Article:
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Family Presence during Trauma Resuscitation: A Survey of AAST and ENA Members

Helmer, Stephen D. PhD; Smith, R. Stephen MD; Dort, Jonathan M. MD; Shapiro, William M. MD; Katan, Brian S. MD

The Journal of Trauma: Injury, Infection, and Critical Care: June 2000 - Volume 48 - Issue 6 - p 1015-1024
Annual Meeting Articles
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Background The Emergency Nurses Association (ENA) has formally resolved that family presence (FP) during resuscitation and invasive procedures (TR) is the right of the patient and is beneficial for both patients and family members. Furthermore, FP during TR has been implemented at several trauma centers. Because this policy is controversial, a survey was conducted to assess the opinions of members of the American Association for the Surgery of Trauma (AAST) and ENA in regard to FP.

Methods A survey instrument regarding FP during TR was mailed to the AAST membership (n = 813) and a random sampling (10%) of ENA members (n = 2,988). Questions regarding membership (AAST vs. ENA), age, gender, years in practice, trauma experience, the patient’s right to FP during the primary survey, secondary survey, and invasive procedures, the potential effects of FP on trauma team function, and medicolegal implications were included in the survey. Qualitative and quantitative variables were analyzed by analysis of variance and χ2 analysis, respectively. Responses to questions by using a Likert Scale for degree of agreement were analyzed by using the Kruskal-Wallis test.

Results A total of 1,629 (AAST, n = 368; ENA, n = 1,261) surveys were returned (43.4% response). There were 44 surveys returned as undeliverable (1.2%). The members of the AAST were older, more likely to be male, had been in practice longer, and had greater trauma experience when compared with ENA members (p < 0.001). More AAST than ENA members (97.8% vs. 80.2%) believed that FP during all phases of TR was inappropriate (p < 0.001). Fewer AAST members believed that FP was a patient right when compared with ENA members (p < 0.0001). The AAST members were more likely to believe FP interfered with patient care and increased the stress of trauma team members (p < 0.0001). The majority of AAST and ENA members had experience with FP during TR (55.3 vs. 67.8%;p < 0.001). However, the impressions of their experiences were widely disparate, with 63.6% of ENA and only 17.5% of AAST members, indicating that the experience was beneficial (p < 0.001).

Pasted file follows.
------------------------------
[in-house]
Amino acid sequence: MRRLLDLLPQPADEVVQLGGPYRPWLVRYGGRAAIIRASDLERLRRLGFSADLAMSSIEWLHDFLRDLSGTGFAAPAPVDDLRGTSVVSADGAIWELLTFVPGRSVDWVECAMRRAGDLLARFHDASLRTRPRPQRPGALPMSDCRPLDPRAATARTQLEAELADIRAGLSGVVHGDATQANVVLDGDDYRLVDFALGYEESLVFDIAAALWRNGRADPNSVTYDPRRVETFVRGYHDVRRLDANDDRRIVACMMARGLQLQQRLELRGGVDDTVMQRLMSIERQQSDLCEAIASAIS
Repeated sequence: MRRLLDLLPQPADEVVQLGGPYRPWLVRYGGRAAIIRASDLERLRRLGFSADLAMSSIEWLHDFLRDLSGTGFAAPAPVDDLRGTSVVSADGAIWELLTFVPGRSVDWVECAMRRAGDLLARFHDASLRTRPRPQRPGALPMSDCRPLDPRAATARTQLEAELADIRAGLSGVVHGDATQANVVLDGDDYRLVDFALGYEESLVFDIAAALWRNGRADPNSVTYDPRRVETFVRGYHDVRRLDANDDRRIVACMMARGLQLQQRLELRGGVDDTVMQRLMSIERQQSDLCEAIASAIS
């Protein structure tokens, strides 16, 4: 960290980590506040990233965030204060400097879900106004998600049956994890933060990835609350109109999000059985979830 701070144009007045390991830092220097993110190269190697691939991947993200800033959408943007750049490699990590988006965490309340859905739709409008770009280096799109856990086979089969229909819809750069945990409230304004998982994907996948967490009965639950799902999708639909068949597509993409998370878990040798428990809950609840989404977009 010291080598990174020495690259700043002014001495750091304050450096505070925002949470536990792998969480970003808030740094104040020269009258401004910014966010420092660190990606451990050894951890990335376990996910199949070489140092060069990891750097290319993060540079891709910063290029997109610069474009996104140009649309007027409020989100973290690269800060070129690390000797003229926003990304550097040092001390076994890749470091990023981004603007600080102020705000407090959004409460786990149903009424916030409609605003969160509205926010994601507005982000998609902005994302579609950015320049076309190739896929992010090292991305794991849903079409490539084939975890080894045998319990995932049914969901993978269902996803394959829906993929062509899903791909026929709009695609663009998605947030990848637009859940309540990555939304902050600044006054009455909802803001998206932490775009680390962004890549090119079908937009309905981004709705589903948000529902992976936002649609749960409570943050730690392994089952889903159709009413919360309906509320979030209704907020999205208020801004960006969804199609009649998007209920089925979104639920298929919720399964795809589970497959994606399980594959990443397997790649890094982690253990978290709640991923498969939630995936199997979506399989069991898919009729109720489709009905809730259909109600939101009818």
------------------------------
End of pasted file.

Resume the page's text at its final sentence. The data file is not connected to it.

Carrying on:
Conclusion Attitudes toward FP during TR are significantly different between AAST and ENA members. Because of these differences in opinion, implementation of an FP policy may create conflicts between trauma team members and may interfere with the effectiveness of the trauma team.

From the Department of Medical Education (S.D.H.), Division of Trauma (R.S.S., J.M.D.), and Emergency Services (B.S.K.), Via Christi Regional Medical Center—St. Francis Campus, and Department of Surgery (S.D.H., R.S.S., J.M.D., W.M.S.), The University of Kansas School of Medicine, Wichita, Kansas.

Address for reprints: R. Stephen Smith, MD, Department of Surgery, The University of Kansas School of Medicine—Wichita, 929 N. St. Francis, Wichita, KS 67214.

Submitted for publication September 25, 1999.

Accepted for publication March 1, 2000.

Presented at the 59th Annual Meeting of the American Association for the Surgery of Trauma, September 16–18, 1999, Boston, Massachusetts.

© 2000 Lippincott Williams & Wilkins, Inc.